June 6, 2012 — Fab equipment spending has improved in 2012, breaking the barrier into positive growth for the year, shows SEMI. Semiconductor makers will invest $39.5 billion in fabs, up 2% from 2011 spending. Fab capex will hit a record in 2013, $46.3 billion or 17% above 2012.
|Figure 1. Fab equipment spending (front-end). SOURCE: SEMI World Fab Forecast, May 2012.|
Korea will spend the most on fab equipment this year, topping $11 billion, and will increase this to $12.5 billion in 2013. Other regions with high 2012 spending include Taiwan ($8.5 billion) and the Americas ($8.3 billion). The Americas will leapfrog Taiwan in 2013, growing spending to $11.5 billion, while Taiwan will decrease spending to around $8 billion.
All product types are increasing equipment spending in 2012, with the largest increase in memory and foundry.
- Top OSATS raise 2012 capex with semiconductor test focus
- TSMC raises capex more than expected
- Capex expectations update for GLOBALFOUNDRIES, SMIC, others
- Intel (INTC) plans high capex and fast node shrinks
Construction spending has an improved outlook when compared to just a few months ago, with major announcements from Intel, Samsung, SMIC, TSMC, UMC and others. SEMI has identified about 45 planned projects (including new and ongoing) in 2012 and 24 planned in 2013. Fab construction spending will drop only 6% in 2012 to $6.2 billion. Fab construction spending in 2013 should improve dramatically, with a decline of only about 1% to $6.1 billion.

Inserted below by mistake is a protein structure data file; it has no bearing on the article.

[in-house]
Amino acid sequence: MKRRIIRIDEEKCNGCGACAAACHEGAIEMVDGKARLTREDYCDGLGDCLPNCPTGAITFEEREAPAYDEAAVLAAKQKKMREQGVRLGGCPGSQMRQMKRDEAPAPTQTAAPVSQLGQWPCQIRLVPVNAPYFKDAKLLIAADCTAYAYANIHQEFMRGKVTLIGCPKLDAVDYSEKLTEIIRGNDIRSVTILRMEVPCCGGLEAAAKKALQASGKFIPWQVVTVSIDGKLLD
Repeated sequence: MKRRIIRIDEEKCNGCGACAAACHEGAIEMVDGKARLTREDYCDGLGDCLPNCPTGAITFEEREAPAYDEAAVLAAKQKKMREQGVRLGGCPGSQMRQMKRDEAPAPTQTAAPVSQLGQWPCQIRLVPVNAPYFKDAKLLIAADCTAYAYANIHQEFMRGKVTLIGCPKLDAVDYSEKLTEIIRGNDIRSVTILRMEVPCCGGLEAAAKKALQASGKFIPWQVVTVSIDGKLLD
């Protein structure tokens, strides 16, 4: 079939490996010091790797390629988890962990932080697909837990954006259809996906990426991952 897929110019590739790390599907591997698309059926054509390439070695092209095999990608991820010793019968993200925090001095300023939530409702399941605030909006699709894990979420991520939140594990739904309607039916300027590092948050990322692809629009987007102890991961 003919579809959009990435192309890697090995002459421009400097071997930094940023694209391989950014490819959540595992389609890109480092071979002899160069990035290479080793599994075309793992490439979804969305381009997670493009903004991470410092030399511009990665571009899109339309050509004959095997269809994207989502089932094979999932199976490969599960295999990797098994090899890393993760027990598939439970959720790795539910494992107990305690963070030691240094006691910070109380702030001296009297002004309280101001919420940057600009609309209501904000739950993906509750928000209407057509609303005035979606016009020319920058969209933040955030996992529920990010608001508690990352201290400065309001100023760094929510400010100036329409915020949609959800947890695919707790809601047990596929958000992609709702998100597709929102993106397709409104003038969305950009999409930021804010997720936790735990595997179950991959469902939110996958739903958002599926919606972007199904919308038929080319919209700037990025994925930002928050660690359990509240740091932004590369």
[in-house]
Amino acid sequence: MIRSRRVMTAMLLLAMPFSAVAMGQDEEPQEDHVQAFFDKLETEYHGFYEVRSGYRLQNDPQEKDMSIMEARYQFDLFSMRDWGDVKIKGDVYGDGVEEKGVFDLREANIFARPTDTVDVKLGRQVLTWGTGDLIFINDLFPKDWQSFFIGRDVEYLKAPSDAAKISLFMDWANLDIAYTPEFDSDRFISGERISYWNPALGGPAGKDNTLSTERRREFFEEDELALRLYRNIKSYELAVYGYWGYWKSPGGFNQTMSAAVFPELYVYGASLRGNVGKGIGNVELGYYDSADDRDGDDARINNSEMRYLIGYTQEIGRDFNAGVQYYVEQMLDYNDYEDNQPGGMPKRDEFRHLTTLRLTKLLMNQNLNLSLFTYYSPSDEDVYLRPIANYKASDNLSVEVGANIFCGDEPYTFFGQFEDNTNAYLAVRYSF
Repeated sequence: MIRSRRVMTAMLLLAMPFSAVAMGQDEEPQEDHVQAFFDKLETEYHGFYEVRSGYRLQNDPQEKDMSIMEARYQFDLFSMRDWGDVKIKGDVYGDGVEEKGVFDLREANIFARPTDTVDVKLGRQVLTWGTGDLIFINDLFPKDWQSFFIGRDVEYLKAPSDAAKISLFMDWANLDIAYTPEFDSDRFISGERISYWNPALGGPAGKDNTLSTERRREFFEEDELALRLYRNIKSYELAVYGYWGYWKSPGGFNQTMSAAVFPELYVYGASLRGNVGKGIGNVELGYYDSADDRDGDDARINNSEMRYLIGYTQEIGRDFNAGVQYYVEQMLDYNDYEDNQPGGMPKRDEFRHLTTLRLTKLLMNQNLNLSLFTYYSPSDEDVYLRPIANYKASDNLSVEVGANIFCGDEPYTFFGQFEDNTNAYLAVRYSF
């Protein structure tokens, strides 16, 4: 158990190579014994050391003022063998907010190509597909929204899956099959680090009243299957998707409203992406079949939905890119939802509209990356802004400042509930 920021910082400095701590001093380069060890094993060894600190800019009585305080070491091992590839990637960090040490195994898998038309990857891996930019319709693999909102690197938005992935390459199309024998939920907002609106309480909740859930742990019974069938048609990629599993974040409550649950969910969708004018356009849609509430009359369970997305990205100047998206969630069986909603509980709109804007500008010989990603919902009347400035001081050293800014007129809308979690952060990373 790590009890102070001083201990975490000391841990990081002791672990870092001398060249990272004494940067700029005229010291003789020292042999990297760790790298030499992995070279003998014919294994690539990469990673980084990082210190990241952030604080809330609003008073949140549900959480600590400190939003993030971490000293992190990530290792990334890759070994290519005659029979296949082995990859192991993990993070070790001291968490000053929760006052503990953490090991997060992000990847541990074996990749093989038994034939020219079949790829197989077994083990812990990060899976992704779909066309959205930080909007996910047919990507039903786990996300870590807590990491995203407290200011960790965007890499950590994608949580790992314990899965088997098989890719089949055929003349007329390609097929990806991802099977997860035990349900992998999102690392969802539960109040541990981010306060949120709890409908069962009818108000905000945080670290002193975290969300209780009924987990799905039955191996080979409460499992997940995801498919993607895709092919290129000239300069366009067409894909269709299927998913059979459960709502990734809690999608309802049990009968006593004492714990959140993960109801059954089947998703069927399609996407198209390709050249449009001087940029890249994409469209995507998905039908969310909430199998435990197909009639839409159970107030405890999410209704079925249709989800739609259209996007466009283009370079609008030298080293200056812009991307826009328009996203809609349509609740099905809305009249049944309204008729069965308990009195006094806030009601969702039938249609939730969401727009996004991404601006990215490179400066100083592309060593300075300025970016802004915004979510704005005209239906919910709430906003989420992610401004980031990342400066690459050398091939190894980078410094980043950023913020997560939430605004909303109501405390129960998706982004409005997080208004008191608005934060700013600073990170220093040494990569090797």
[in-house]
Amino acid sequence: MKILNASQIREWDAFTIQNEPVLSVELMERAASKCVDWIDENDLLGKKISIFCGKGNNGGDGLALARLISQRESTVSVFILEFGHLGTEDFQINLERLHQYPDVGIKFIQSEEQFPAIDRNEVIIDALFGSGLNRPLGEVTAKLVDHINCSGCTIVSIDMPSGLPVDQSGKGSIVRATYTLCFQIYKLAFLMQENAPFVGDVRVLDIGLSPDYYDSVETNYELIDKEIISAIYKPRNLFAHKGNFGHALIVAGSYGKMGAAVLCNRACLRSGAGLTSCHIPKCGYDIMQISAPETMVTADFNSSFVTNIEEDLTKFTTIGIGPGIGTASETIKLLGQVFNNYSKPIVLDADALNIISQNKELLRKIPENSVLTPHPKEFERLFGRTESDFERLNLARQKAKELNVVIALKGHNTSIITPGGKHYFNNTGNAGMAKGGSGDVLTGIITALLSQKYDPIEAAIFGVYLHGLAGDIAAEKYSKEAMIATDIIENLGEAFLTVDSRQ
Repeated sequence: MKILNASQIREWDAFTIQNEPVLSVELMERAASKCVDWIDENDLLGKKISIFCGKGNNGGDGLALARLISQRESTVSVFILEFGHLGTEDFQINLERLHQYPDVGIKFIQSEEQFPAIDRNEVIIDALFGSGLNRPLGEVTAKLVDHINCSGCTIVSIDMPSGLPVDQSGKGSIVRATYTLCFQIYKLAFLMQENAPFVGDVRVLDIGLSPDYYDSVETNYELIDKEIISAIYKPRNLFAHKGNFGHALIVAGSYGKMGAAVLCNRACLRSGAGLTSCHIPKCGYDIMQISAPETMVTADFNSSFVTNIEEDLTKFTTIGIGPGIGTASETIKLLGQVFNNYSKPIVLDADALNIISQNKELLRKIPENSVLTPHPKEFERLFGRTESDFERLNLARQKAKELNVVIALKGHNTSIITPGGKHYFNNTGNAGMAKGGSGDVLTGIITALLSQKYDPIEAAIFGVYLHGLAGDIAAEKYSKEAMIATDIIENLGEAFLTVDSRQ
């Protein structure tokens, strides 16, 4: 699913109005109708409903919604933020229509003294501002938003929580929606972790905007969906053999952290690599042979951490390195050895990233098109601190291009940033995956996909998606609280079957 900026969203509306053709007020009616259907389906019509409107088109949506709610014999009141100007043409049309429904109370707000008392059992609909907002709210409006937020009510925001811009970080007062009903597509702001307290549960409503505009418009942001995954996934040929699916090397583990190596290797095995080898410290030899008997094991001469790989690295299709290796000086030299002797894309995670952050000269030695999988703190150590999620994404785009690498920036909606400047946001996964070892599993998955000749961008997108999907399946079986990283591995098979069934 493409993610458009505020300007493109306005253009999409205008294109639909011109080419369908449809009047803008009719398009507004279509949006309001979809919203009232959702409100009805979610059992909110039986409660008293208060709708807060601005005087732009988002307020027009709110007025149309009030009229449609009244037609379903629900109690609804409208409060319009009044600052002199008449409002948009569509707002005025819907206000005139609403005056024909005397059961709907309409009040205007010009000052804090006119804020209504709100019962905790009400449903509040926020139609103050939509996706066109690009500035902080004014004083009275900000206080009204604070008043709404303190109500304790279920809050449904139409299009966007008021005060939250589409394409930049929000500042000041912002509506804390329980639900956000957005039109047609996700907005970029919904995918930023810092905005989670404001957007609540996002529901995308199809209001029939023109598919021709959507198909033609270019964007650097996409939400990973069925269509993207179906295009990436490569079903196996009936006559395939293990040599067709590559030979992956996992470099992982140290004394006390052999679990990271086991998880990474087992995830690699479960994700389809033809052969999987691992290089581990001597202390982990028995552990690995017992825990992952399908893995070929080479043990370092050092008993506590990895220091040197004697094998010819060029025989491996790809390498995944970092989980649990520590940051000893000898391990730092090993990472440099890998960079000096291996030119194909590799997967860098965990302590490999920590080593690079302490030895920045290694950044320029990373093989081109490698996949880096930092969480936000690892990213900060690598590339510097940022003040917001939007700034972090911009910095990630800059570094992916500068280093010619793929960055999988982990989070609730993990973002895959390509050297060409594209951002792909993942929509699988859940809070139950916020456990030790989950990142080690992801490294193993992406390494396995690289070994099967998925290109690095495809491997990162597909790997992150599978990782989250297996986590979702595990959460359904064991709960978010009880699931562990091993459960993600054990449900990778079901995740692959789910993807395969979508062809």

|Figure 2. Spending on semiconductor fab construction. SOURCE: SEMI World Fab Forecast, May 2012.|
In 2012, 11 new fabs will begin construction. The combined planned capacity of all new fabs beginning construction in 2012 will be 900,000 wafers per month (in 200mm equivalents). Memory accounts for 60% of this capacity; foundry 20%; system LSI 20%. In 2013, only 7 new fabs will begin construction, though this picture may still change. The new fabs beginning construction in 2013 have a planned capacity for 550,000 wafers per month.
This latest data was published in the May edition of the SEMI World Fab Forecast. Using a bottom-up approach, the quarterly World Fab Forecast report tracks multiple projects in over 1,150 fabs worldwide. Since the February edition, over 340 updates have been made concerning more than 225 fabs, keeping the industry up to date on the ever-changing announcements of spending for fab equipment and construction. Learn more about the SEMI fab databases at http://www.semi.org/MarketInfo/FabDatabase.
SEMI’s Worldwide Semiconductor Equipment Market Subscription (WWSEMS) data tracks only new equipment for fabs and test and assembly and packaging houses. The SEMI World Fab Forecast and its related Fab Database reports track any equipment needed to ramp fabs, upgrade technology nodes, and expand or change wafer size, including new equipment, used equipment, or in-house equipment.
SEMI is a global industry association serving the nano- and microelectronics manufacturing supply chains. For more information, visit www.semi.org